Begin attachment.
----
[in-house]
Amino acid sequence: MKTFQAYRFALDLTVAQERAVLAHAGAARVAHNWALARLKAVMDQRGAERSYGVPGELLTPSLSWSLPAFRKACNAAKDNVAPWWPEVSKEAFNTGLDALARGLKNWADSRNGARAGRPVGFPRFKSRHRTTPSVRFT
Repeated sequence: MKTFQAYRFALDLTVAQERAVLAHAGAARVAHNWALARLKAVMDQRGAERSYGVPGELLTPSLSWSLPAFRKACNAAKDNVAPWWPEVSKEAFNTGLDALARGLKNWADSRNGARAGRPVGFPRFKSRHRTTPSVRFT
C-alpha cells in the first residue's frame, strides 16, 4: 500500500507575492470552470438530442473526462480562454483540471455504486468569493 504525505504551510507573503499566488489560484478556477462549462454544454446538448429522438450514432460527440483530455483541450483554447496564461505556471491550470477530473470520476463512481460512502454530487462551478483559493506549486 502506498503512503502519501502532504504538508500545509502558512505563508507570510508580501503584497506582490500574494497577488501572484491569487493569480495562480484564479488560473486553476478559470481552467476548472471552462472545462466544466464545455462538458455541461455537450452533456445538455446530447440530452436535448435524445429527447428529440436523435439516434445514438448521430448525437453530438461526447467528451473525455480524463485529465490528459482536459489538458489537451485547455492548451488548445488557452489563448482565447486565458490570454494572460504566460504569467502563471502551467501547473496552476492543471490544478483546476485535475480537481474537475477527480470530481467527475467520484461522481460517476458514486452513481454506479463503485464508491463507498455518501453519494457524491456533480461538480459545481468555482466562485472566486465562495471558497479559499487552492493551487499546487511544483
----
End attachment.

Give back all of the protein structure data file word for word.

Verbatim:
[in-house]
Amino acid sequence: MKTFQAYRFALDLTVAQERAVLAHAGAARVAHNWALARLKAVMDQRGAERSYGVPGELLTPSLSWSLPAFRKACNAAKDNVAPWWPEVSKEAFNTGLDALARGLKNWADSRNGARAGRPVGFPRFKSRHRTTPSVRFT
Repeated sequence: MKTFQAYRFALDLTVAQERAVLAHAGAARVAHNWALARLKAVMDQRGAERSYGVPGELLTPSLSWSLPAFRKACNAAKDNVAPWWPEVSKEAFNTGLDALARGLKNWADSRNGARAGRPVGFPRFKSRHRTTPSVRFT
C-alpha cells in the first residue's frame, strides 16, 4: 500500500507575492470552470438530442473526462480562454483540471455504486468569493 504525505504551510507573503499566488489560484478556477462549462454544454446538448429522438450514432460527440483530455483541450483554447496564461505556471491550470477530473470520476463512481460512502454530487462551478483559493506549486 502506498503512503502519501502532504504538508500545509502558512505563508507570510508580501503584497506582490500574494497577488501572484491569487493569480495562480484564479488560473486553476478559470481552467476548472471552462472545462466544466464545455462538458455541461455537450452533456445538455446530447440530452436535448435524445429527447428529440436523435439516434445514438448521430448525437453530438461526447467528451473525455480524463485529465490528459482536459489538458489537451485547455492548451488548445488557452489563448482565447486565458490570454494572460504566460504569467502563471502551467501547473496552476492543471490544478483546476485535475480537481474537475477527480470530481467527475467520484461522481460517476458514486452513481454506479463503485464508491463507498455518501453519494457524491456533480461538480459545481468555482466562485472566486465562495471558497479559499487552492493551487499546487511544483